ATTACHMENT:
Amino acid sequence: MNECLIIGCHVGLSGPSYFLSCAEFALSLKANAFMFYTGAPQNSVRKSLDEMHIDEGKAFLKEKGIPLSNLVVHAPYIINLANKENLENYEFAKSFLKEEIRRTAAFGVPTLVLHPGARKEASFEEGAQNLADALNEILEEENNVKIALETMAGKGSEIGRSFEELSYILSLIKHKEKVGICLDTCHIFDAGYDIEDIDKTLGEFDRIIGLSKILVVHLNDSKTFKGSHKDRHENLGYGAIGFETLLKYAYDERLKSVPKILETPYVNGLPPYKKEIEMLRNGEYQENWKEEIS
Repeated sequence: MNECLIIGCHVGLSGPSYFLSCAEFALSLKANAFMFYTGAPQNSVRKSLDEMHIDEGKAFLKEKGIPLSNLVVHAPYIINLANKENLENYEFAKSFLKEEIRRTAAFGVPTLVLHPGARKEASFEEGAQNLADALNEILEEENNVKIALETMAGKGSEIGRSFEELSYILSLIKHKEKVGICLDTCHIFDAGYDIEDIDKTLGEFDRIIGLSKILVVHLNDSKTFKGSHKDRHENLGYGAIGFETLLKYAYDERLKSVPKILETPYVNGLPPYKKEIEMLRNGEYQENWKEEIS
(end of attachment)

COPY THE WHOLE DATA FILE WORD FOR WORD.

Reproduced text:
Amino acid sequence: MNECLIIGCHVGLSGPSYFLSCAEFALSLKANAFMFYTGAPQNSVRKSLDEMHIDEGKAFLKEKGIPLSNLVVHAPYIINLANKENLENYEFAKSFLKEEIRRTAAFGVPTLVLHPGARKEASFEEGAQNLADALNEILEEENNVKIALETMAGKGSEIGRSFEELSYILSLIKHKEKVGICLDTCHIFDAGYDIEDIDKTLGEFDRIIGLSKILVVHLNDSKTFKGSHKDRHENLGYGAIGFETLLKYAYDERLKSVPKILETPYVNGLPPYKKEIEMLRNGEYQENWKEEIS
Repeated sequence: MNECLIIGCHVGLSGPSYFLSCAEFALSLKANAFMFYTGAPQNSVRKSLDEMHIDEGKAFLKEKGIPLSNLVVHAPYIINLANKENLENYEFAKSFLKEEIRRTAAFGVPTLVLHPGARKEASFEEGAQNLADALNEILEEENNVKIALETMAGKGSEIGRSFEELSYILSLIKHKEKVGICLDTCHIFDAGYDIEDIDKTLGEFDRIIGLSKILVVHLNDSKTFKGSHKDRHENLGYGAIGFETLLKYAYDERLKSVPKILETPYVNGLPPYKKEIEMLRNGEYQENWKEEIS